Book review reads: Bering doubts we’ll ever be fully rid of God. He thinks “nature has played too good a trick on us” (201). He’s not even sure it would be a good thing, all things considered, to overcome the God illusion. So what’s the payoff of Bering’s own work then? He suggests that it enables us to “distance ourselves from an adaptive system that was designed, ultimately, to keep us hobbled in fear.”
This is a book written to dumb the people down, and hobble them with the dictates of scientism. These self-lovers can find no other conclusion, even as they describe a reality with the same indifference as the hammer.
A hammer is a simple invention, even power hammers that are machines like the toaster. But to describe life as a machine that emerges from natural selection is to forget that life`s machines actually do feel. So show me a toaster that can feel itself baking bread? Otherwise, I won`t be impressed with mere hammers that are controlled by an outside agency.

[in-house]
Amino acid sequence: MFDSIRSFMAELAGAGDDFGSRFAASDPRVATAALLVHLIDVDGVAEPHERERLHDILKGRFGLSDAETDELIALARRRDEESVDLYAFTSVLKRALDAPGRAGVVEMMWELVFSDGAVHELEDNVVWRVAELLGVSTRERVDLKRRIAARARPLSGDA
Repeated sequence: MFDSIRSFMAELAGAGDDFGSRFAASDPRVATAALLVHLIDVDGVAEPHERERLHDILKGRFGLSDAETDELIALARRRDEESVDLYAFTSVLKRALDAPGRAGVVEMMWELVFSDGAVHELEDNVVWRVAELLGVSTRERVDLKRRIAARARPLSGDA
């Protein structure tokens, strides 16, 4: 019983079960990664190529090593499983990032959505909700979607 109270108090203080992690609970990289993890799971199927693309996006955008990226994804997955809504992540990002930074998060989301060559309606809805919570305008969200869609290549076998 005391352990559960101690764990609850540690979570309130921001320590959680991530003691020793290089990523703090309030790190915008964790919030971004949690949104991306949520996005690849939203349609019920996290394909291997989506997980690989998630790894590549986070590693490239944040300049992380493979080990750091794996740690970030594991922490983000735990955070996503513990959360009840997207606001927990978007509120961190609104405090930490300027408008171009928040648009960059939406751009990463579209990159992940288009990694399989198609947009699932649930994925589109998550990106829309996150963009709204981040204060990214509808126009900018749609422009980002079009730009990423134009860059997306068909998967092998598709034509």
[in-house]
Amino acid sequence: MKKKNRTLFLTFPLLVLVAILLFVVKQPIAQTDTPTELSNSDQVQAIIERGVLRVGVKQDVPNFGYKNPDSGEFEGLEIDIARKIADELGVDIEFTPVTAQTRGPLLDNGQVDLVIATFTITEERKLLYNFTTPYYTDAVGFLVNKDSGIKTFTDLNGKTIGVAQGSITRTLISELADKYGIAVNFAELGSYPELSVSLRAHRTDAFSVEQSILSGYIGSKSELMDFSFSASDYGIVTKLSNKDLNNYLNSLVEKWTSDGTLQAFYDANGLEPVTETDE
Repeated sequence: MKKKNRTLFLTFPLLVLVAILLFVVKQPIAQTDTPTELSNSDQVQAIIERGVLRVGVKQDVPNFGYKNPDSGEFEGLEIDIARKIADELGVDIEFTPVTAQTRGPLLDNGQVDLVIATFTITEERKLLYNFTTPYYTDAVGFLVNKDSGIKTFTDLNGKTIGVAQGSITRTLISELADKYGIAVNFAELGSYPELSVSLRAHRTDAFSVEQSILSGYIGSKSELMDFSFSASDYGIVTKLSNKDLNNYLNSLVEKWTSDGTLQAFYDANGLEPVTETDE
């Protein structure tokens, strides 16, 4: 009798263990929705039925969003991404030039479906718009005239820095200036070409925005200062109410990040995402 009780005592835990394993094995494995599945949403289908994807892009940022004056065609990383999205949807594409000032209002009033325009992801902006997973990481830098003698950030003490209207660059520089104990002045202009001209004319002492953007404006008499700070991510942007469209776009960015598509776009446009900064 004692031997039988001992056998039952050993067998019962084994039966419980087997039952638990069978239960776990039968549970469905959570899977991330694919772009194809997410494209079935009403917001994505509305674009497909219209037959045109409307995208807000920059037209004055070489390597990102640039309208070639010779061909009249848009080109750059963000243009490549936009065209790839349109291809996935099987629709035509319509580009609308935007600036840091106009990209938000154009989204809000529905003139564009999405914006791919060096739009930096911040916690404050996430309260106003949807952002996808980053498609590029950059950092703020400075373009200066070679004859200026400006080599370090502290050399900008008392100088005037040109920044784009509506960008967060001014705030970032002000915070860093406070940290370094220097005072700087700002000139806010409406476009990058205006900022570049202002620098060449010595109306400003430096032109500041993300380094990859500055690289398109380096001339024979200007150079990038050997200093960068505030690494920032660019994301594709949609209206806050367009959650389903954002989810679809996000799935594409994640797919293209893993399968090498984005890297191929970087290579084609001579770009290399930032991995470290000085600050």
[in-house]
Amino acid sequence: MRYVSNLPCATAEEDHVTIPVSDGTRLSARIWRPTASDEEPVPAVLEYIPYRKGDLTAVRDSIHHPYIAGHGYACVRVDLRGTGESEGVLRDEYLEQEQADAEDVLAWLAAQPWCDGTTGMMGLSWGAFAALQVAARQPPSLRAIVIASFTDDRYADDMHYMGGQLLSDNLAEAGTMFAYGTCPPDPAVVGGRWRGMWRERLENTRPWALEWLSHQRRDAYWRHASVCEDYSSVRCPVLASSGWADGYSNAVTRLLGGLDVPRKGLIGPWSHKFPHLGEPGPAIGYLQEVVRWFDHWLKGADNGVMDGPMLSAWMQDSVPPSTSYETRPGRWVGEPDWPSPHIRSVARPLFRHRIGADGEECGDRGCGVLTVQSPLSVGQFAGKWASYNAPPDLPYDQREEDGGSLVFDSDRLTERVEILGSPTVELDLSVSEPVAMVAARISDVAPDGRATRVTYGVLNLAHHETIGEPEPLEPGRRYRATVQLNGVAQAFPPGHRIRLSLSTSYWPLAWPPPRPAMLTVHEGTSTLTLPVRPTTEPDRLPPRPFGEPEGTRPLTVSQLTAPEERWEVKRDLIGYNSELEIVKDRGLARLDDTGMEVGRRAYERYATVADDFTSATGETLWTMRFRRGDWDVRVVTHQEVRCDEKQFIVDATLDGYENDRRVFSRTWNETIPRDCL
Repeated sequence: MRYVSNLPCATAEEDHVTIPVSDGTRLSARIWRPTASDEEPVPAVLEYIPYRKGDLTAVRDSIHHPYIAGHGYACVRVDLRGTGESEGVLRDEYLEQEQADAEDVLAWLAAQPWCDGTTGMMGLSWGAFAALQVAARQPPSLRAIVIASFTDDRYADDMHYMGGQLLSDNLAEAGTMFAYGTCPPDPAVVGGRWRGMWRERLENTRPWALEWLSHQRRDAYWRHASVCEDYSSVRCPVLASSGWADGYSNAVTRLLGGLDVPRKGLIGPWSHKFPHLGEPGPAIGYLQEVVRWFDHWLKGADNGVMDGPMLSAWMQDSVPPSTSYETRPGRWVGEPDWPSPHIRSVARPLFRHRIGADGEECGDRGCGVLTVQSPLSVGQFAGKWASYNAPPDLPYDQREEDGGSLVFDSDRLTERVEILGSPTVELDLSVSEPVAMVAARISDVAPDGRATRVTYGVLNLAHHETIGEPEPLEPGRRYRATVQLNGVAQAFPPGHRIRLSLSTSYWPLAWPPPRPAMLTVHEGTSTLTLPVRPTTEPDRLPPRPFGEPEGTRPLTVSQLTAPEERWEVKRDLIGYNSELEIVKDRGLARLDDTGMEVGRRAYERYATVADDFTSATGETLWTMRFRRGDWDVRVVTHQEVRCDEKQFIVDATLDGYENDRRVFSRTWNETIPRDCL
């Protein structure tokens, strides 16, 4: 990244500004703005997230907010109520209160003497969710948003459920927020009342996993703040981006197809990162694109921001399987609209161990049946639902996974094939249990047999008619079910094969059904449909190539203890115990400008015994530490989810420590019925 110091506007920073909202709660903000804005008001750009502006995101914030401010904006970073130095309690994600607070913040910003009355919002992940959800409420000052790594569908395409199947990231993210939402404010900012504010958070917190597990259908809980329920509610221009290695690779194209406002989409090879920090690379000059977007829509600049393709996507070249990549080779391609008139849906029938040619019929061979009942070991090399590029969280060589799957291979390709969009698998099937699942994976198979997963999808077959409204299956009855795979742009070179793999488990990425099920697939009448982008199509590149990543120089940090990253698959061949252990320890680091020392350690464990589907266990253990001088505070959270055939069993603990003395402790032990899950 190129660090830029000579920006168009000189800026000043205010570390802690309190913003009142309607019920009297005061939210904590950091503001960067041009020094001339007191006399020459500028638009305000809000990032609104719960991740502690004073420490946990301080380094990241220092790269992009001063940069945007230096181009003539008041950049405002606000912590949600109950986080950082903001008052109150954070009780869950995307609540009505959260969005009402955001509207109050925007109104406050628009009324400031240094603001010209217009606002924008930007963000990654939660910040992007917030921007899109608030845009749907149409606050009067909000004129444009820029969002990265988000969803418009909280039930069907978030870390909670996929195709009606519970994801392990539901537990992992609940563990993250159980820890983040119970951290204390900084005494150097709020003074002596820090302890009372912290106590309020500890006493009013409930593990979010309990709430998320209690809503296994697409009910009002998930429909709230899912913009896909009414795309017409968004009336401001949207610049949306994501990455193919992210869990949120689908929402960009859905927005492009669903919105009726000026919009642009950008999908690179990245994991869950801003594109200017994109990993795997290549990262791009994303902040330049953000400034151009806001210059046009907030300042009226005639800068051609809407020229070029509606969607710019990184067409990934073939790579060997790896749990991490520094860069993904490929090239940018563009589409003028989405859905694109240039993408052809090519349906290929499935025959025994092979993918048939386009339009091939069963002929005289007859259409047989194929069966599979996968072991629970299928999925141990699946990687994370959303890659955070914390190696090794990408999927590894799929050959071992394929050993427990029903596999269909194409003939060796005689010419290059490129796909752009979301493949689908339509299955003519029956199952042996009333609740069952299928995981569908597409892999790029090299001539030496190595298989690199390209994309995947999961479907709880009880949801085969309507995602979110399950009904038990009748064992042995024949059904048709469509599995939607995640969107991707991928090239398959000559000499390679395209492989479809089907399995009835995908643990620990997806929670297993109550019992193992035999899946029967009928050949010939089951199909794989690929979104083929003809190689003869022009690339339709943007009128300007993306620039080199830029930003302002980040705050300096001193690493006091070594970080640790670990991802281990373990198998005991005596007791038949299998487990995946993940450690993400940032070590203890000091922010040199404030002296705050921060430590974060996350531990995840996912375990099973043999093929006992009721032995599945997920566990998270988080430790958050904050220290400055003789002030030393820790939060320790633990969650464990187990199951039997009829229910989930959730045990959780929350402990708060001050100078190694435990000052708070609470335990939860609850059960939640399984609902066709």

On Suffering: The Nazis were good at cooking things too, and like today`s toasters they felt no pain. If only they could feel themselves baking Jews, but they were as the mere hammer too and forgot to take charge of their own agency. Pain informs, as does all feeling and emotion. Pain is to be healed, and mindfulness to extend itself over a wider perspective. With no suffering there would be no error recognition, and no agency to aline oneself to. Noted pathology is the result of not taking ownership of what is dearest to us; the bread that the toaster should love to cook.